Senior partners in professional firms spend 90 per cent of their time serving client needs with their knowledge and expertise. But that leaves just 10 per cent of time to do all the other ‘stuff’ that makes a firm or business work: leadership, motivation, management. And this is without mention of the even more important ‘stuff’ – that makes humans work; family, home, life. So an even more complex juggling act is taking place.
Ahead of a new Women in Law Leadership Programme at University of Cambridge Judge Business School that will run in November of this year, four leading partners – Fiona Rice, formerly of Linklaters, Sue Laing of Boodle Hatfield, Pamela Thompson of Eversheds and Tina Wisener of Doyle Clayton – share their insights and their advice.
Tina Wisener, partner and head of the Thames Valley office at Doyle Clayton, speaks of the critical importance of creating and leading a strong team – ensuring there is no dip in quality of service on the days where she cannot be 80 per cent on management issues. “I make sure clients are introduced to other members of the team at an early stage,” she says. “They know that if I’m not available – because I am in a partner’s meeting, for example – there is someone else within the team that they know and who can advise without delay.”
Sue Laing, a partner at Boodle Hatfield since 1981 and head of the firm’s Private Client & Tax Department across its London and Oxford offices from 2001 to 2011 adds: “The single most important rule is to encourage, support and mentor the team that you are bringing on or who work for you. Lead by example and trust the team, because if you have taught them well they will not let you down. Always have an open door policy; and try always to listen first, especially before criticising.”
On the particular challenges faced by women leaders in law firms, Fiona Rice, programme director of the Women in Law Leadership Programme at Cambridge Judge Business School, and a former banking partner at Linklaters said this: “Research shows us that the shortage of women in senior positions is the result of many different elements. The first step is keeping women in the profession, which is not a given with many leaving before partnership. Step two is supporting women in leadership roles. Many women are getting to the top – the issue is helping them stay there.”
On the theory that a perceived “anytime, anywhere” job is not compatible with home life she added; “Some women will get to a certain position and feel comfortable. So they’re happy to be a salaried partner but they don’t want to put themselves forward for equity. That is, of course, their choice, but there are times when with additional support, such as coaching and mentoring, they might become comfortable in stepping forward.”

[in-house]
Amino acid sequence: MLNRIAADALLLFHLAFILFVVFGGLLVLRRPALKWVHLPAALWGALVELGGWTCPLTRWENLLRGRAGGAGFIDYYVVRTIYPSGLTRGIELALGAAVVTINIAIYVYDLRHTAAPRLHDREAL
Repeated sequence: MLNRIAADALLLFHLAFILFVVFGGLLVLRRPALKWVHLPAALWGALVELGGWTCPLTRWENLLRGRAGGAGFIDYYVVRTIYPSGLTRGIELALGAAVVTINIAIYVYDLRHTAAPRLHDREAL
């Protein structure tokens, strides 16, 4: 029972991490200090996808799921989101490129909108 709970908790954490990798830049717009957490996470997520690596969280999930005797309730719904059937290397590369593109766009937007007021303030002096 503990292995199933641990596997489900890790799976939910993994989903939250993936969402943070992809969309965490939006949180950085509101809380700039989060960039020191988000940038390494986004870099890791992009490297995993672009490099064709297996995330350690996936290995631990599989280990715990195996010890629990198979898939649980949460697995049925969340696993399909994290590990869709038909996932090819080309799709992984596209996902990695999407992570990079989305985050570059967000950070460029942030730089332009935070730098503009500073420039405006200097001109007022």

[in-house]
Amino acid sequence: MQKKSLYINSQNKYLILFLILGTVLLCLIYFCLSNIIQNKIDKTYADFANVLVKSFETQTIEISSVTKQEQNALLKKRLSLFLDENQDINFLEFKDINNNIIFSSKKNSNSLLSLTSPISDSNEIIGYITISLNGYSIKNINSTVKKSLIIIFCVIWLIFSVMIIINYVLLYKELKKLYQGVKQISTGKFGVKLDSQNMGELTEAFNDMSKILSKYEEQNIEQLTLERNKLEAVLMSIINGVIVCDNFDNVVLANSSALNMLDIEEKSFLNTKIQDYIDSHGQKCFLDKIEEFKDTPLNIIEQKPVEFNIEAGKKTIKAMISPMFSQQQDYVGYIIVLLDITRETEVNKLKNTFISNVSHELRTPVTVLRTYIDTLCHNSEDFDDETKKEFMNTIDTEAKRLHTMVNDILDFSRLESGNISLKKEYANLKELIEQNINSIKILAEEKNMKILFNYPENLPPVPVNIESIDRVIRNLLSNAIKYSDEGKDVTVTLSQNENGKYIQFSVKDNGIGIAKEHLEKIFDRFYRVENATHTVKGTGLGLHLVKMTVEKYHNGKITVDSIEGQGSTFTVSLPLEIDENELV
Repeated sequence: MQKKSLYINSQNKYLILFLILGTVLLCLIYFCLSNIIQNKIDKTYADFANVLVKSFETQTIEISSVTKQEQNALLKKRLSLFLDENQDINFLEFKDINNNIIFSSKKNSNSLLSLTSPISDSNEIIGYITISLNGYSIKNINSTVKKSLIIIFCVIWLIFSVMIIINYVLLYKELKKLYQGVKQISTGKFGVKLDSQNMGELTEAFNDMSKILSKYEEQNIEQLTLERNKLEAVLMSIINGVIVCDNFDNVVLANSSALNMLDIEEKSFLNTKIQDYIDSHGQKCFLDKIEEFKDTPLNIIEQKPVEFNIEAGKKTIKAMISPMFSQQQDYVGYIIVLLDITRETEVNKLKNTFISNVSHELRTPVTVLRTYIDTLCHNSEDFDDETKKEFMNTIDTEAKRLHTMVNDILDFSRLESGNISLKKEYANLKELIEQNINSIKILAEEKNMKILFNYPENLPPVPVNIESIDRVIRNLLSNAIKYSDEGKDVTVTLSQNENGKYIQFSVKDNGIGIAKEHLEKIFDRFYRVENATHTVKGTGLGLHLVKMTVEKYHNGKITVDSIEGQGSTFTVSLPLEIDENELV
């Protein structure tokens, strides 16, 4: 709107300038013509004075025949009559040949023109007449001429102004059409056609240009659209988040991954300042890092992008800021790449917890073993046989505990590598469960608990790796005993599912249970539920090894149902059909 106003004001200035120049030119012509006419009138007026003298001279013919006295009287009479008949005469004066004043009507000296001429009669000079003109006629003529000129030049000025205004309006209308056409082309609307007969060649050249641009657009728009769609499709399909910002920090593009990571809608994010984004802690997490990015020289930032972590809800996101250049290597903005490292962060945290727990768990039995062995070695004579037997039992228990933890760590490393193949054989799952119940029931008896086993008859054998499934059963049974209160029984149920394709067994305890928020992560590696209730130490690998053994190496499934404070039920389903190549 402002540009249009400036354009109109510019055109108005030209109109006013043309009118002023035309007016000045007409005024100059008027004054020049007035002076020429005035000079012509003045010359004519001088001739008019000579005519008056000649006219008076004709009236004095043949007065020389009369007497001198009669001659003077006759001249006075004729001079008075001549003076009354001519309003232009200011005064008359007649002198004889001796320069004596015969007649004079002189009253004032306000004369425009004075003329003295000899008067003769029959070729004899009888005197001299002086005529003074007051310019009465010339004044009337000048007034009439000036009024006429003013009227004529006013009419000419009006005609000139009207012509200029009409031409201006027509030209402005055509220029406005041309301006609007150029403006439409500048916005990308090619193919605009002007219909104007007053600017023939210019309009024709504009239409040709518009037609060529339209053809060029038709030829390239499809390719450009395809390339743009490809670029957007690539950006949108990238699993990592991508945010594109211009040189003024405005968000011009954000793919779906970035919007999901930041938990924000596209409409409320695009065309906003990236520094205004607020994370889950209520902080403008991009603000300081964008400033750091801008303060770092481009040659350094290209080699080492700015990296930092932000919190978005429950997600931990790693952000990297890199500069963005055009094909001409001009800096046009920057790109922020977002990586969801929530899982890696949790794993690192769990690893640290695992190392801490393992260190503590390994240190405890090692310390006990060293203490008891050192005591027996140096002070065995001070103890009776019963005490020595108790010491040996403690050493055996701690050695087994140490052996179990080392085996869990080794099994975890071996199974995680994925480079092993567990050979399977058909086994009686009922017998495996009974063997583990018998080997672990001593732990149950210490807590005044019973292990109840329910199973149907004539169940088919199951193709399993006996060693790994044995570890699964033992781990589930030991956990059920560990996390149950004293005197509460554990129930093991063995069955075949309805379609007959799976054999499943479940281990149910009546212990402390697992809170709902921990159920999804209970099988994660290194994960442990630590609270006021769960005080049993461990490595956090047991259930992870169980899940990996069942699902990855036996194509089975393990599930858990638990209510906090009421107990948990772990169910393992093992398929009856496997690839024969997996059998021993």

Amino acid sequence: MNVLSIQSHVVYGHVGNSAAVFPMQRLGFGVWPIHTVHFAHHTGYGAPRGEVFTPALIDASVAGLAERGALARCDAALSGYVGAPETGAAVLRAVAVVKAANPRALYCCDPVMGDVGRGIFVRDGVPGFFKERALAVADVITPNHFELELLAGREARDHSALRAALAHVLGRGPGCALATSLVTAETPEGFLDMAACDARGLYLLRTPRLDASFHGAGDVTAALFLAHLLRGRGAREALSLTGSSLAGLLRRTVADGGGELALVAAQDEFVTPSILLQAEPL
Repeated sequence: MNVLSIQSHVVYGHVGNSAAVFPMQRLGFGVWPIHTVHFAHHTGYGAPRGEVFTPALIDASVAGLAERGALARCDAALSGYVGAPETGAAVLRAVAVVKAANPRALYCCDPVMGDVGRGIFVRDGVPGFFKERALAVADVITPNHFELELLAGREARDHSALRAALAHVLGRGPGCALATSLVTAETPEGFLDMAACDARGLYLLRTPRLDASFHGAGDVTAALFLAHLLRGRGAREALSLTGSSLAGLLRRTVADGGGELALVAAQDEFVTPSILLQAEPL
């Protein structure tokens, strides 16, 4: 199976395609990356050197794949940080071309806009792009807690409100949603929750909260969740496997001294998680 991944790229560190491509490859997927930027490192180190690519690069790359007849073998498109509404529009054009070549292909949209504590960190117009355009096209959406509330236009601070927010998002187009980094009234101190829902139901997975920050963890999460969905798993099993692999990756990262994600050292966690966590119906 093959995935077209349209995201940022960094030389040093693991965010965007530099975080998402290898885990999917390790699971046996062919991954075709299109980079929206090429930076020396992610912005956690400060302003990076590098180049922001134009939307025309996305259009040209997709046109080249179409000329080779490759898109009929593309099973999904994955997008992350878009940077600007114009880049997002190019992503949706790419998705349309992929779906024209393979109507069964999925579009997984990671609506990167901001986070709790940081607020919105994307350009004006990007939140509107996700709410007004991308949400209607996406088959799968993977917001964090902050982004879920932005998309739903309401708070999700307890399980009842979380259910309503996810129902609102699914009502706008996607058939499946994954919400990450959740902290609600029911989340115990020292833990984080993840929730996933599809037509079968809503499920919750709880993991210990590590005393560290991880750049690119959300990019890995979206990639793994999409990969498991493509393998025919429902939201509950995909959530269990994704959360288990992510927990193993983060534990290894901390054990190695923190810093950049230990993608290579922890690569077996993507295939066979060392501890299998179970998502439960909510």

Pamela Thompson, senior partner at Eversheds, points out that law has come a long way. She says, it used to be “…broadly thought that women would not reach senior roles, particularly once they had a family. We are not in that position now. We’ve progressed enormously. We are getting far better as a profession about realising the benefits that diversity can bring and are being more flexible about working arrangements. I think we are seeing and will continue to see differences for the better as a consequence of that.”
“To some extent, there is a tendency to over-analyse future challenges,” says Rice. “‘How am I going to manage being a partner in a law firm?’ ‘What about the children?’ And actually they haven’t found the right partner or bought the house yet!”
The first piece of advice Thompson would offer up to a young woman aspiring to the top of the profession is “don’t think like that.” “You go into the law wanting to be a lawyer. Ground yourself with the idea of being a lawyer first. Gain the respect of your clients and of your colleagues and managers. Then you can start to develop other skills. Hold a steady course. Find your niche. Be yourself. And, most importantly – enjoy it.”
To read the full quotes from the interviews above – click here